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Brentwood is a town and the principal settlement of the Borough of Brentwood, in the county of Essex in the east of England. It is located in the London commuter belt, 20 miles (30 km) east north-east of Charing Cross, and near the M25 motorway.

Brentwood is an affluent suburban town with a small, but expanding, shopping area and high street. Beyond this is extensive sprawling residential development entirely surrounded by open countryside and woodland; some penetrating to within only a few hundred yards of the town centre. It is perhaps most widely known for Brentwood School and for several businesses based in the town.

The name was assumed by antiquaries in the 1700s to derive from a corruption of the words ‘burnt’ and ‘wood’, with the name Burntwood still visible on some 18th century maps. However, “brent” was the middle English for “burnt”. The name describes the presumed reason for settlement in the part of the Forest of Essex (later Epping Forest) that would have covered the area, where the main occupation was charcoal burning. An alternative meaning of “brent” is “holy one”, which could refer to the chapel dedicated to Thomas Becket, for the use of pilgrims to Canterbury.

Although a Bronze Age axe has been found in Brentwood and there are clear signs of an entrenched encampment in Weald Country Park it is considered unlikely that there was any significant early settlement of the area which was originally covered by the Great Forest covering most of Essex at that time. Rather it is believed that despite the Roman road between London and Colchester passing through, the Saxons were the earliest settlers of the area.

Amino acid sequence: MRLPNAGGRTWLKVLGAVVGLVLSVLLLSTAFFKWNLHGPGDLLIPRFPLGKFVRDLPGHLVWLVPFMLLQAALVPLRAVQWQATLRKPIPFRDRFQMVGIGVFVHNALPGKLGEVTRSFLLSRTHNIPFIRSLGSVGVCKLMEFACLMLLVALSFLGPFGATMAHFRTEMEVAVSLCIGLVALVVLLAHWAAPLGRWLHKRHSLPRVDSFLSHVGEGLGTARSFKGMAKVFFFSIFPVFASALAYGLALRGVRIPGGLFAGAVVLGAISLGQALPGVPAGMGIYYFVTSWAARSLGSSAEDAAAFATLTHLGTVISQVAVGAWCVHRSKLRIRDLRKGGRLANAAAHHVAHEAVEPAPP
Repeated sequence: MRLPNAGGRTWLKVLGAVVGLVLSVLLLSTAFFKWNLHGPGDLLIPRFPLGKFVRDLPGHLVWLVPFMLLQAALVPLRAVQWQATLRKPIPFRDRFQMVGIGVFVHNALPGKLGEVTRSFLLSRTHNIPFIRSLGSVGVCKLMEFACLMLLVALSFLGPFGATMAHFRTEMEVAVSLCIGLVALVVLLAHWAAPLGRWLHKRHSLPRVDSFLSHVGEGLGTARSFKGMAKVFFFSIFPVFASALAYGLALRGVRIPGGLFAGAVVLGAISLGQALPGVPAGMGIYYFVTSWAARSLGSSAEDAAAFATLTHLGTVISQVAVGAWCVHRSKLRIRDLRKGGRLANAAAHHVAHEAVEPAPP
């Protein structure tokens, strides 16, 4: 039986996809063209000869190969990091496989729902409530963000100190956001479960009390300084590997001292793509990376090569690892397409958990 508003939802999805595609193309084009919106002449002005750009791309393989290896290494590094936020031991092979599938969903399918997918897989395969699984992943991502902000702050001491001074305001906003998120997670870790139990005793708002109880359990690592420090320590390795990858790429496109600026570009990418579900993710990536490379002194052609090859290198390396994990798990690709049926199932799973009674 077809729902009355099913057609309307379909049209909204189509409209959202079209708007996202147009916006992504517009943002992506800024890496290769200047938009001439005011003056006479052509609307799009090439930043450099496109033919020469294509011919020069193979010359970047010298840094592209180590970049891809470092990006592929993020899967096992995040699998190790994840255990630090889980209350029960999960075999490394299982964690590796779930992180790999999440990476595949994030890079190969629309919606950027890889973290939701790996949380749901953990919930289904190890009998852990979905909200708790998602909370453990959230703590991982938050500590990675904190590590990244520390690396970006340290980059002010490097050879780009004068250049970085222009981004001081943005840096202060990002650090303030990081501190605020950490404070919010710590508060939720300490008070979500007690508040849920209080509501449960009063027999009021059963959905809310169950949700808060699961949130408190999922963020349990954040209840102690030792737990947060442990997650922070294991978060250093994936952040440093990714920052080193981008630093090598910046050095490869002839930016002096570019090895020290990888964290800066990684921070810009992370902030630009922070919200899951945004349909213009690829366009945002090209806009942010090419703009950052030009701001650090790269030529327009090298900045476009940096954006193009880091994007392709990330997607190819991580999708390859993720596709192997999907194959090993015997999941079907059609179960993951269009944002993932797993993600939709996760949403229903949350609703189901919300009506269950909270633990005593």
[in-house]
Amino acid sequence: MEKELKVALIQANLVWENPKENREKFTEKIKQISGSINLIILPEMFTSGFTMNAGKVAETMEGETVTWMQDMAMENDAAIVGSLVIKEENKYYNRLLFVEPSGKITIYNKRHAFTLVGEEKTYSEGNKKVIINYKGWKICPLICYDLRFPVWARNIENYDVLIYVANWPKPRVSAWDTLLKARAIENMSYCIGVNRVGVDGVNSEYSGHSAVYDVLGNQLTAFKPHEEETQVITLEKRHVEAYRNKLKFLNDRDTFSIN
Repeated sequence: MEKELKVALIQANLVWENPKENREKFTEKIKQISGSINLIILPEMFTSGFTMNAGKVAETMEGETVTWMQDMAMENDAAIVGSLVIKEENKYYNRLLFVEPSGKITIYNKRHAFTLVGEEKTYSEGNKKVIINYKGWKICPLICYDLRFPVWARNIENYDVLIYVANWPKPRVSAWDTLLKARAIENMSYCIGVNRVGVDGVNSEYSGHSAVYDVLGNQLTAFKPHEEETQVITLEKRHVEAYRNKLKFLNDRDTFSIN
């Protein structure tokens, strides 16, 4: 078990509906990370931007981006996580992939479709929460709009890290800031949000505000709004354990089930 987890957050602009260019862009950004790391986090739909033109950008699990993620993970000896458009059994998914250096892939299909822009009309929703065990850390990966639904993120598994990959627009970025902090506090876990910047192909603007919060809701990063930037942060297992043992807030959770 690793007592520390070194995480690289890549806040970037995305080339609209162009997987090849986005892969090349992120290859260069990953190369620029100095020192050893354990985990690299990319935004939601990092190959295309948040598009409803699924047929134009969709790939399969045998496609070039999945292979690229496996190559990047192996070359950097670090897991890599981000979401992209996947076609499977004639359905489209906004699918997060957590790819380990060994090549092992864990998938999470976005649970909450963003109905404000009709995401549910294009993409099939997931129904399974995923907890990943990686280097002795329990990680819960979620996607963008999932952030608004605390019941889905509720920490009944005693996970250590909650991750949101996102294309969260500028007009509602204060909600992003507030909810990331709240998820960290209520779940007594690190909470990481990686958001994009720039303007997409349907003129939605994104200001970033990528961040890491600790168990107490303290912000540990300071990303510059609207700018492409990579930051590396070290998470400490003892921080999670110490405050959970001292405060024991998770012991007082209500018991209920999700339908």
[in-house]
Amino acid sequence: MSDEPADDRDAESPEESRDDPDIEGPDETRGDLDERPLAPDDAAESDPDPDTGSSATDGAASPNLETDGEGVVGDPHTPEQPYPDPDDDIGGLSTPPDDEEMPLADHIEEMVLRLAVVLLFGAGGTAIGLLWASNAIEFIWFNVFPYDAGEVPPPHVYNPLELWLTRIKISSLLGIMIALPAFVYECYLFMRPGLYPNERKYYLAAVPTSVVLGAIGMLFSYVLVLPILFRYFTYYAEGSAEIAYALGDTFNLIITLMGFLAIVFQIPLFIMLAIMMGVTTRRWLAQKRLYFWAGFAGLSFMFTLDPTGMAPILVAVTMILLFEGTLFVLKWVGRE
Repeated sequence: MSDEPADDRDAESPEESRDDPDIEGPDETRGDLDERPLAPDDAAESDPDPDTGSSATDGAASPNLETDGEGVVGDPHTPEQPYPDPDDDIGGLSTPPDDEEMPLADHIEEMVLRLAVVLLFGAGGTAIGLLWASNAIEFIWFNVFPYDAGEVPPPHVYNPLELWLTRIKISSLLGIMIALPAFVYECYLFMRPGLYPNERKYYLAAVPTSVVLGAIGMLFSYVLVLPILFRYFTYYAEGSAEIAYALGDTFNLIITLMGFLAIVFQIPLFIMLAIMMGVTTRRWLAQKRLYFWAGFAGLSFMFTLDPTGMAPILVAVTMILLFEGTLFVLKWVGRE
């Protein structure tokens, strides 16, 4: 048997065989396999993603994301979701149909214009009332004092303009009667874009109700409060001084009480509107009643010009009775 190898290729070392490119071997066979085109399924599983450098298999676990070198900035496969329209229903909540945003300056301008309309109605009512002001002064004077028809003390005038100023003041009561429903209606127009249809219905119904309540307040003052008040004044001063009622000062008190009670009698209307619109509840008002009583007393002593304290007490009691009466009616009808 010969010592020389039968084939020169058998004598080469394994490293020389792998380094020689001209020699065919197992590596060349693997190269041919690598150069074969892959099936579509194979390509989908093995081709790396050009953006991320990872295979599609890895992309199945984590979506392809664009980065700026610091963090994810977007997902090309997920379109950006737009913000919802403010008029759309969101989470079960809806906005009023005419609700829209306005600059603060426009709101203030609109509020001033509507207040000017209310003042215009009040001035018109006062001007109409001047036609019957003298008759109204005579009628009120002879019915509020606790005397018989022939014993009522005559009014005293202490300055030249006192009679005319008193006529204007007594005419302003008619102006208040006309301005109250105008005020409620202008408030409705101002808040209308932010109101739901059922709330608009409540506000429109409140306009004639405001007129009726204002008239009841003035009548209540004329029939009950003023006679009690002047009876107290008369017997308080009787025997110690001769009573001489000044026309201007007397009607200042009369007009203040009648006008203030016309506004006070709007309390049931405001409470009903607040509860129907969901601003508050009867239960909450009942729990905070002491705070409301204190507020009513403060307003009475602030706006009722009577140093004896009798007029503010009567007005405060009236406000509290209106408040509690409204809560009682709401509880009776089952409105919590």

Robert Graves, in his book I, Claudius, refers to Brentwood as the site of the battle where Claudius defeated the Ancient Britons in 44 AD. However, Graves also states that names and places in the book are sometimes fictitious.

The borough began as a small clearing in the middle of a dense forest, created by fire, giving it the name of Burntwood, or ‘the place where the wood was burned’. People began to settle there and, because it was on the crossroads of the old Roman road from Colchester to London and the route the pilgrims took over the River Thames to Canterbury, it grew into a small town. A chapel was built in or around 1221, and in 1227 a market charter was granted. The new township, occupying the highest ground in the parish, lay at the junction of the main London-Colchester road with the Ongar-Tilbury road. Its growth may have been stimulated by the cult of St. Thomas the Martyr, to whom the chapel was dedicated: the 12th century ruin of Thomas Becket Chapel was a popular stopping point for pilgrims on their way to Canterbury. The ruin stands in the centre of the high street, next to the tourist information office, and the nearby parish church of Brentwood retains the dedication to St. Thomas of Canterbury. Pilgrims Hatch, or ‘Pilgrims’ gate’, was probably named from pilgrims who crossed through on their way to the chapel. It is likely, however, that Brentwood’s development was due chiefly to its main road position, its market, and its convenient location as an administrative centre. Early industries were connected mainly with textile and garment making, brewing, and brickmaking.